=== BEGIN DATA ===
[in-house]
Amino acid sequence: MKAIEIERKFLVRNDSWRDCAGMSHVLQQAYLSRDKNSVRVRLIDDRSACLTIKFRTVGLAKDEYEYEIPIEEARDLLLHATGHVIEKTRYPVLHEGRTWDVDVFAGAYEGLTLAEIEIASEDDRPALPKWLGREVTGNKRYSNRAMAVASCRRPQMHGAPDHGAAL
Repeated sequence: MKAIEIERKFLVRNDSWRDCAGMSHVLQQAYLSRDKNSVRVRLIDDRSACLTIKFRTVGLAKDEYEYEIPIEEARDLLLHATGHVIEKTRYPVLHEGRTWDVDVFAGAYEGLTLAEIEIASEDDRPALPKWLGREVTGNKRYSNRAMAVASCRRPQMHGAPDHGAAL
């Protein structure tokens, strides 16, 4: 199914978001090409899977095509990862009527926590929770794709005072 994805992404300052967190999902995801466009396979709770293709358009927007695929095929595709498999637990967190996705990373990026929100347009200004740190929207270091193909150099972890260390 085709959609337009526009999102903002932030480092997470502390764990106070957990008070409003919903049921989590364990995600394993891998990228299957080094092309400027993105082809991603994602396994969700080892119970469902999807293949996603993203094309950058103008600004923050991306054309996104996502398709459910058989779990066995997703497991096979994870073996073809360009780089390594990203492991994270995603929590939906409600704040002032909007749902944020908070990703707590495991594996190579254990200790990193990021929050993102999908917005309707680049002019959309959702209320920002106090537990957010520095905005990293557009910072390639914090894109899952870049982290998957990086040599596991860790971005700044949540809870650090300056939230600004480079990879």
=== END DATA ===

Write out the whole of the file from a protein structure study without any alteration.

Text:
[in-house]
Amino acid sequence: MKAIEIERKFLVRNDSWRDCAGMSHVLQQAYLSRDKNSVRVRLIDDRSACLTIKFRTVGLAKDEYEYEIPIEEARDLLLHATGHVIEKTRYPVLHEGRTWDVDVFAGAYEGLTLAEIEIASEDDRPALPKWLGREVTGNKRYSNRAMAVASCRRPQMHGAPDHGAAL
Repeated sequence: MKAIEIERKFLVRNDSWRDCAGMSHVLQQAYLSRDKNSVRVRLIDDRSACLTIKFRTVGLAKDEYEYEIPIEEARDLLLHATGHVIEKTRYPVLHEGRTWDVDVFAGAYEGLTLAEIEIASEDDRPALPKWLGREVTGNKRYSNRAMAVASCRRPQMHGAPDHGAAL
């Protein structure tokens, strides 16, 4: 199914978001090409899977095509990862009527926590929770794709005072 994805992404300052967190999902995801466009396979709770293709358009927007695929095929595709498999637990967190996705990373990026929100347009200004740190929207270091193909150099972890260390 085709959609337009526009999102903002932030480092997470502390764990106070957990008070409003919903049921989590364990995600394993891998990228299957080094092309400027993105082809991603994602396994969700080892119970469902999807293949996603993203094309950058103008600004923050991306054309996104996502398709459910058989779990066995997703497991096979994870073996073809360009780089390594990203492991994270995603929590939906409600704040002032909007749902944020908070990703707590495991594996190579254990200790990193990021929050993102999908917005309707680049002019959309959702209320920002106090537990957010520095905005990293557009910072390639914090894109899952870049982290998957990086040599596991860790971005700044949540809870650090300056939230600004480079990879």